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I have a VPS running on Cent Os 5.8 (x86). There are situations in which we are forced to reset the entire VPS (it hangs and the only way to get it back on is to reset it). When we do so, the time is reset too.

We use the following command to set the time (the timezone is configured through kloxo admin panel and is not reset like the time does):

#date +%T%p -s "10:10:10" (as for hour 10 and minutes 10 and seconds 10 )
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You have no choice but to tolerate the lockups? I would be hammering on the VPS providers door for answers. –  Tim Aug 21 '12 at 17:36
    
Are you hard coding 10:10:10 every time or is that an example? Are you trying to pull real time values? –  Tim Aug 21 '12 at 17:37
    
Can't you use NTP? –  cjc Aug 21 '12 at 17:51
    
@Tim:Well he is not answering and keeps saying the vps is completely unmanned and its all on us. And at the moment yes, because i couldn't have found the cause(s) so far.(i will open another question for solving this question later) that 10:10:10 is just an example of my input.My local timezone is Iran/Tehran, the timezone is set , for setting the time, i sync it with my pcs current time.Im trying to set the time not getting it( if i got your meaning by 'pulling the time' right) –  Hossein Aug 21 '12 at 18:30
    
@cjc:What is NTP? i have no idea what that is.I am just a simple linux user(newbie) –  Hossein Aug 21 '12 at 18:30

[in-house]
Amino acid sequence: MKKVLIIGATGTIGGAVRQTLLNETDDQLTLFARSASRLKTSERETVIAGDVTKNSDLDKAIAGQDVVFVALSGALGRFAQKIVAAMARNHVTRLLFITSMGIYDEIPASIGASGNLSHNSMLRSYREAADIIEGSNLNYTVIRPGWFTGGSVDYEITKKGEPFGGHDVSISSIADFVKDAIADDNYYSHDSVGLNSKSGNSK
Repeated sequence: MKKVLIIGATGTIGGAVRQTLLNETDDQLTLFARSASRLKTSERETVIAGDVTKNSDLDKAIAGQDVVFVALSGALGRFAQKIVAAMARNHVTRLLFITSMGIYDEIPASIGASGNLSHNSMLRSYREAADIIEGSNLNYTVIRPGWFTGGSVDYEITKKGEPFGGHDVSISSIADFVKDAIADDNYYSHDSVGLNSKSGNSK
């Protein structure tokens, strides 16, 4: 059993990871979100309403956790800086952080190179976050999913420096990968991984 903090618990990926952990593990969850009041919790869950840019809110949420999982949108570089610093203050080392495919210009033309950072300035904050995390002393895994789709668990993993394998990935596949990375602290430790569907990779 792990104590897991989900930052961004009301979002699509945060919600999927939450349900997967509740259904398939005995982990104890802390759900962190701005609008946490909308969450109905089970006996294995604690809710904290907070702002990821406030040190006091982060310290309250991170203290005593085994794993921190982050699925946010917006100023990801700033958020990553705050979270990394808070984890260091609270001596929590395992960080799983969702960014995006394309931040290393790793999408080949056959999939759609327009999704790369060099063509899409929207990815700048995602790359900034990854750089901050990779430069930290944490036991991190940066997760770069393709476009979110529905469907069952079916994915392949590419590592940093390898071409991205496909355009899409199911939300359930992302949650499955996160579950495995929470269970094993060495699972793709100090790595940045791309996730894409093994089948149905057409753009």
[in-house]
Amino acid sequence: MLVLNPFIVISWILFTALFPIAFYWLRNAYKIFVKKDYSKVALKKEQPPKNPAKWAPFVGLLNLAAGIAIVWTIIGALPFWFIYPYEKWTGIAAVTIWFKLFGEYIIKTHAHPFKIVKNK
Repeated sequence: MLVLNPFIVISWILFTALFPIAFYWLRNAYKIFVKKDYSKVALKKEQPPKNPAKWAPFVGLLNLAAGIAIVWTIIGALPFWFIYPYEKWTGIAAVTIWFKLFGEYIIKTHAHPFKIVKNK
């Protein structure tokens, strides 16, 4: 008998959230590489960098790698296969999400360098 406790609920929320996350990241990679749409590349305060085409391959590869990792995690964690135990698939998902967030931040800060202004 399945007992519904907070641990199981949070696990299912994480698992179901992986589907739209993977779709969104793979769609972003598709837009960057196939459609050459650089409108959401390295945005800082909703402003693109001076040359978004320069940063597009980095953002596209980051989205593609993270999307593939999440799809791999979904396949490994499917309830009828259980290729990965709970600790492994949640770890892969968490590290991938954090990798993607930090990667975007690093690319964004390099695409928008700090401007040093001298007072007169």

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2 Answers

up vote 5 down vote accepted

You can use NTP (Network Time Protocol) if this machine is Internet connected. This will synchronize the machine's clock to an Internet time server.

yum install ntp, then edit the /etc/ntp.conf file so that you have at least one line that looks like:

server 0.pool.ntp.org

Then chkconfig ntpd on so that it will start up automatically on boot.

Once this is done, start the NTP service with service ntpd start or /etc/init.d/ntpd start.

Here's some additional documentation from Slicehost.

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It still says 7:13 while it should say 11:13PM,are there any other options which i should mess around with? –  Hossein Aug 21 '12 at 18:44
    
@Hossein That's a timezone issue. Look at redhat.com/advice/tips/timezone.html –  cjc Aug 21 '12 at 18:47
    
I just noticed everything is fine:),I guess that was a browser cache issue and not the servers itself;) it is set to 12:22PM as it should have :) –  Hossein Aug 21 '12 at 19:52
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The program date sets the system clock, i.e. the clock maintained internally by the operating system. There is a separate clock inside the computer which keeps the time when the computer is off (or rebooting). If you've set the system clock manually, call hwclock to set the hardware clock as well.

hwclock --utc --systohc

(Replace --utc by --localtime if your hardware clock is set to local time. This should only be done if you dual boot with Windows.)

Some distributions have a script that calls hwclock with the right options (--utc or --localtime, and if relevant other hardware-specific options). For example, on Debian, run /etc/init.d/hwclock.sh stop. I don't know about CentOS.

All of this is for a one-time thing. If your computer has a permanent or frequent Internet connection, once you've set the time approximately right manually, make it synchronize its time over the network, using NTP. See cjc's answer.

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